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From: Thorsten Ottosen (nesotto_at_[hidden])
Date: 2003-11-03 07:02:59

"Pavol Droba" <droba_at_[hidden]> wrote in message
> On Mon, Nov 03, 2003 at 09:09:34PM +1100, Thorsten Ottosen wrote:
> [snip]
> > > Sure, we can use std::pair. iterator_range is not supposed to add much
> > > more. Only I find
> > > it a way more clean an easier to use, because, you need to specify
> > > one template argument
> > > (unlike in confusing pair) and the name denotes what is the semantic
> > > of the contained
> > > pair of iterators.
> >
> > Please tell me what the invariant of iterator_range is suposed to be and
> > then justify why
> > reverse() don't break it. If it does, the operation does not make sense,
> > then there seem to be no
> > reason why this could not be a generic range.
> Well reverse was only added to simplyfy the handling for

but it will make the class dangerous to use. I'll try to explain.

The reason for encapsulating something in a class is to preserve
its invariant. If there is no invariant, everything can be made public and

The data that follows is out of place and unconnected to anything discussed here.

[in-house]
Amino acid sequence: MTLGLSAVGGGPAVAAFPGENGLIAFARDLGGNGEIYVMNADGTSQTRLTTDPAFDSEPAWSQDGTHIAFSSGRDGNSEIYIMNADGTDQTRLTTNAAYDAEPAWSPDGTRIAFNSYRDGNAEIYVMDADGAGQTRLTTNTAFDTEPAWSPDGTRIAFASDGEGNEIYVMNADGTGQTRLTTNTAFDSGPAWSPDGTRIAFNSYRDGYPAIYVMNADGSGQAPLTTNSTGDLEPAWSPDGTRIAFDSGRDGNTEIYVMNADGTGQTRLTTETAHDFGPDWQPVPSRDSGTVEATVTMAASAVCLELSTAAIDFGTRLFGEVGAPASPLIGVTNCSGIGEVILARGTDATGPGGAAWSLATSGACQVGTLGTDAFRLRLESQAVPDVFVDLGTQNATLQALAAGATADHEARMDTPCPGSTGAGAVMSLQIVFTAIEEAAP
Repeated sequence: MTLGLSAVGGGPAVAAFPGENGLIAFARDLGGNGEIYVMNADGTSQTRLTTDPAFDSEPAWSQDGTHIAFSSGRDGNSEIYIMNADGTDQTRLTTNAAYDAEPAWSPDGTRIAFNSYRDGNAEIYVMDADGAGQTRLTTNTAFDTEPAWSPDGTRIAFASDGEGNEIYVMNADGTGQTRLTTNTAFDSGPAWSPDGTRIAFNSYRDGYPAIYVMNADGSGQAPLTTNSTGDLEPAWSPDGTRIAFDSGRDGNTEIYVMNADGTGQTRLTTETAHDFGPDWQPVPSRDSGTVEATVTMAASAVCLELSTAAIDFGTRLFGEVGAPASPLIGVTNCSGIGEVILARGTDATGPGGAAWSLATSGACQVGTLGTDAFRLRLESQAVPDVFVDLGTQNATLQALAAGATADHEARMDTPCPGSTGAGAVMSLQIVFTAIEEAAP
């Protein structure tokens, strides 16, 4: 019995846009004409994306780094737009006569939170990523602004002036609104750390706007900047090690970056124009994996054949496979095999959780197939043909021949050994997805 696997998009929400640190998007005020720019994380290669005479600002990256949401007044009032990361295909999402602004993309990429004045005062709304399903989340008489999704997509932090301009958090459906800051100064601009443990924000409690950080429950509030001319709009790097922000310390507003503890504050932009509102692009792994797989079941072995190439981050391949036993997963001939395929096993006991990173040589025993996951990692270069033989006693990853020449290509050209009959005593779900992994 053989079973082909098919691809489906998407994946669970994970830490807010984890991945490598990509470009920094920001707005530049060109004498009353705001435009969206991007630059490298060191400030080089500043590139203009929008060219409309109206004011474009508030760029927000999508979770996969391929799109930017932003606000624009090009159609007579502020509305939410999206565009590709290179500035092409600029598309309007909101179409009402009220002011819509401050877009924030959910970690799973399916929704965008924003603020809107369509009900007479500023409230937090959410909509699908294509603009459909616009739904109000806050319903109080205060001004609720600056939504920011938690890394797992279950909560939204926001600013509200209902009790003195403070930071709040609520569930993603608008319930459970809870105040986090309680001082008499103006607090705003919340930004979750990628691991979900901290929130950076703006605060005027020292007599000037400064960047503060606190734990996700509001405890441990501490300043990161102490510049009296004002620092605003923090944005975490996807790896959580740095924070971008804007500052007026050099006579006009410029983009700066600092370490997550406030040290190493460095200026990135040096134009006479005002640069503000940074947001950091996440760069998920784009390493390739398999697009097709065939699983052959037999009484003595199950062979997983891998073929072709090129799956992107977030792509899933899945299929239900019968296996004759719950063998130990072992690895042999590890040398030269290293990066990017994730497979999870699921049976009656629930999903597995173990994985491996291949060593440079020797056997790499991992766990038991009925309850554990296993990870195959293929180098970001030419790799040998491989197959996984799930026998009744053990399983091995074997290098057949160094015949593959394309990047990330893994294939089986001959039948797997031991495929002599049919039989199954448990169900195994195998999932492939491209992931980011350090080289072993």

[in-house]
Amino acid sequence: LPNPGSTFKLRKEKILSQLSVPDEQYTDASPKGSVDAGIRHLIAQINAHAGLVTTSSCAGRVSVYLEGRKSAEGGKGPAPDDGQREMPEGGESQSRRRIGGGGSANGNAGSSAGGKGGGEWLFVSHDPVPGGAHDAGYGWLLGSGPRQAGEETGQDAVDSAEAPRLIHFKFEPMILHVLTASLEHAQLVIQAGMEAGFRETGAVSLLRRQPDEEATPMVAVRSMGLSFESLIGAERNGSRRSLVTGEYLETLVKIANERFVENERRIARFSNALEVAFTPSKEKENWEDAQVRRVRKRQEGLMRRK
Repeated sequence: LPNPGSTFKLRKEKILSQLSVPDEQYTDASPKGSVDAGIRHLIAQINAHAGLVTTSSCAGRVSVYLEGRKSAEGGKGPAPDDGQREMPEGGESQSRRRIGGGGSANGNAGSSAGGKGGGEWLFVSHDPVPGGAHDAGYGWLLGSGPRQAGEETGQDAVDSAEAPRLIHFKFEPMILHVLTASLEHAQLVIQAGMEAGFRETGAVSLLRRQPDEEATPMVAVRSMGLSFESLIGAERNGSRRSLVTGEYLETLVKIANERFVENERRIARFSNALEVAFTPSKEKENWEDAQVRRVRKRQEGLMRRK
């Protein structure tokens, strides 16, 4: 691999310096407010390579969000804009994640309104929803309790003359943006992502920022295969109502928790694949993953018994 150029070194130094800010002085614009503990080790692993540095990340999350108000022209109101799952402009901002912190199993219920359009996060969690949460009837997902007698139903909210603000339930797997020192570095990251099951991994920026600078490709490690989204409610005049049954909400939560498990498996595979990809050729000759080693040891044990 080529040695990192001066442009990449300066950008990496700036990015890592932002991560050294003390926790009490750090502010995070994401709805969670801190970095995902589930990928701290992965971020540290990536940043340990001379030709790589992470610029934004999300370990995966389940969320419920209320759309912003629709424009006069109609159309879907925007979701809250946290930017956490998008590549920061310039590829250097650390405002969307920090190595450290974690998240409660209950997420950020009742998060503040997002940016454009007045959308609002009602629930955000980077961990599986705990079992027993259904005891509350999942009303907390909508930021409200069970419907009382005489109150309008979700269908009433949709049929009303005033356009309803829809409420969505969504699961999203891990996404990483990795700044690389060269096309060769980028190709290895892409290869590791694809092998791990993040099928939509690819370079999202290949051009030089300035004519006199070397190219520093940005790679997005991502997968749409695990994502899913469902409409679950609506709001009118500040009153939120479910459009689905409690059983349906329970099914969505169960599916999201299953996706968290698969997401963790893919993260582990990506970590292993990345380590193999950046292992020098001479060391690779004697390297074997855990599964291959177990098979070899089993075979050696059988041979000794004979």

some methods can be removed.

Every member function should preserve the invariant to ensure safe usage of
the class. That's why I want to know the invariant of
iterator_range. AFAICT, it is

1. begin() <= end()
2 empty() implies begin() == end()

this is a reasonable invariant (and suggest that the class is sound), but
this it not cool

iterartor_range< ... > r = find( ... );
sort( r.begin(), r.end() );

which suggest reverse() should not be part of the interface.

Besides, I couldn't find one place were you call it in the string library.

> I don't know about any reason why it should be a generic range. What
> whould it bring?
> > > Adding additional functionality and meaning to the iterator_range will
> > > break its original
> > > purpose.
> > >
> > so far we don't know what the purpose is.
> >
> It's purpose is to encapsulate a pair of iterators delimiting a range in a

in which case reverse() does not make sense because it causes the iterator
not to delimit a range.

 Anyway, just as you said iterator_range was a more generic version of my
basic_string attempt, then range is more general than iterator_range. You
made the string algorithms
as generic as possible, but you don't think the range should be as generic
as possible :-).


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